France wants to include hydrogen produced from nuclear energy in the EU’s renewable energy targets. Eight other EU countries support the initiative.
In the debate on the promotion of renewable energies in the EU, France faces Germany. The government in Paris is spearheading the initiative of several EU countries to integrate hydrogen from nuclear power generation into their renewable energy targets. In addition to France, eight more EU countries signed a corresponding letter to the EU Commission this week.
According to information received from EU circles, at least nine other EU members, including Germany, Austria and Denmark, oppose it. According to him, the goals of the European Union should be limited to renewable sources such as wind and solar energy.
Negotiations on the next route
In this context, a representative warned against diluting EU targets. After all, nuclear energy is not renewable, so the debate continues. France and some Eastern European countries say the restrictions demanded by the other party are slowing the development of the hydrogen industry.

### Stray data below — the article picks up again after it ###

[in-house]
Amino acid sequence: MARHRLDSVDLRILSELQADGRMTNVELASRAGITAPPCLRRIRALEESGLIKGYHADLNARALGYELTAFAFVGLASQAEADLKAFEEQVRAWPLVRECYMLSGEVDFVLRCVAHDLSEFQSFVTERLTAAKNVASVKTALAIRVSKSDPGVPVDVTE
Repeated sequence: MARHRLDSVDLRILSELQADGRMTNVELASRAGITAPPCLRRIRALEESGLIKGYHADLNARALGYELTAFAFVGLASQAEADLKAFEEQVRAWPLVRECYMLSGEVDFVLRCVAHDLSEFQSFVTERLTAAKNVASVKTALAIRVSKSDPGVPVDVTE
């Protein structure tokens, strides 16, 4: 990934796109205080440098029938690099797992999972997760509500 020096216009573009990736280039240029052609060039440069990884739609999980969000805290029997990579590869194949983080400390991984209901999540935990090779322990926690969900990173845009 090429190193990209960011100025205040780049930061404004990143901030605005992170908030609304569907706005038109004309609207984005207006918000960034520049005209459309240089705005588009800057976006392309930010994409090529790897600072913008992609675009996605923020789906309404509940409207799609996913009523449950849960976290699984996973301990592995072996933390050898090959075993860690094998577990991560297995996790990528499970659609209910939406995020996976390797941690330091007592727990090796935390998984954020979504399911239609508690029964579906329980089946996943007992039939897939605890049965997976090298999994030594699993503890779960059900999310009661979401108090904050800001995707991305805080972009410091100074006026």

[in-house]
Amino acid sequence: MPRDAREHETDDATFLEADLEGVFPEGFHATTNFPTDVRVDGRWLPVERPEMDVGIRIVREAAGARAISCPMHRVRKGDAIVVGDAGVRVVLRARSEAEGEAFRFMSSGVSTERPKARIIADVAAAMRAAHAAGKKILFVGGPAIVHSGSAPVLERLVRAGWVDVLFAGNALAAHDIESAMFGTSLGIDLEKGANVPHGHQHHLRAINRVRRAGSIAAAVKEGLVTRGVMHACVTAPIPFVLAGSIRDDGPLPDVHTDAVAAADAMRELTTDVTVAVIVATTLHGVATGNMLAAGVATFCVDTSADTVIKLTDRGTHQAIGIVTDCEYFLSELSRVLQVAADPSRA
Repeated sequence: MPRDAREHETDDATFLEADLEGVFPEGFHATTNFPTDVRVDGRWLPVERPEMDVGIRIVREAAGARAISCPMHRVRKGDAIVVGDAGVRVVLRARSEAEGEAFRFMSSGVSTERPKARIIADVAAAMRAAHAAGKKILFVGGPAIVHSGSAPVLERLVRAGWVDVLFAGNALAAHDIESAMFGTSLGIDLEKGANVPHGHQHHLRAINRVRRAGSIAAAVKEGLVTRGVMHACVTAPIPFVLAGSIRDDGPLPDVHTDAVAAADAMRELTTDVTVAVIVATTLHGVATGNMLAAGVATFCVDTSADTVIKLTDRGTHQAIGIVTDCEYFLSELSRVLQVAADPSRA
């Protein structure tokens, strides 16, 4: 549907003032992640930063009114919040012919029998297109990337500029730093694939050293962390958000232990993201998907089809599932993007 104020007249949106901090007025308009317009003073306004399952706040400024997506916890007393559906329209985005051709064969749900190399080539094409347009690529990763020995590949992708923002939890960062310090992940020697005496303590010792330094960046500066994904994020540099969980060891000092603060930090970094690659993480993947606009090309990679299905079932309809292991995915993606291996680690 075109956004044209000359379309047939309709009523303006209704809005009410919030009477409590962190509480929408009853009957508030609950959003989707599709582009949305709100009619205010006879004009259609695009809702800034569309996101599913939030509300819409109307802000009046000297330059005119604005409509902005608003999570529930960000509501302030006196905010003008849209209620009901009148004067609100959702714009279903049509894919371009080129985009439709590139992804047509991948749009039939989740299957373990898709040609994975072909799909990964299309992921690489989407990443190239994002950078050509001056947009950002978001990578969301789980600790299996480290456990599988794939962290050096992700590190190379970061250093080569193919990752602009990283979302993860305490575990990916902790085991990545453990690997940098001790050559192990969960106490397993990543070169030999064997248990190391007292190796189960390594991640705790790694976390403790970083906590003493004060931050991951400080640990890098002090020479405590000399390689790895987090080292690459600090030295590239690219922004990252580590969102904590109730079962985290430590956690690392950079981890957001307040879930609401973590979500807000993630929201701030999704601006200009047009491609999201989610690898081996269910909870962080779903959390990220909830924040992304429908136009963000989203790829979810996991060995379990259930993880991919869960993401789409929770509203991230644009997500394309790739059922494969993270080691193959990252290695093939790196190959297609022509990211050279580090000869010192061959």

Negotiations on the future route towards more renewable energy in the Community are expected to take place in the European Union next week.
France relies on nuclear energy
Most of the hydrogen produced in the European Union is currently based on the fossil fuels coal and natural gas. The EU wants to set targets for hydrogen production using renewable energies such as wind and solar.
France has traditionally relied heavily on nuclear power for electricity generation. However, recently many reactors have been shut down for maintenance work. President Emmanuel Macron wants at least six new reactors built by 2050. The government on Friday also gave the green light to extend the life of existing nuclear power plants to 60 years or more if safety regulations allow.
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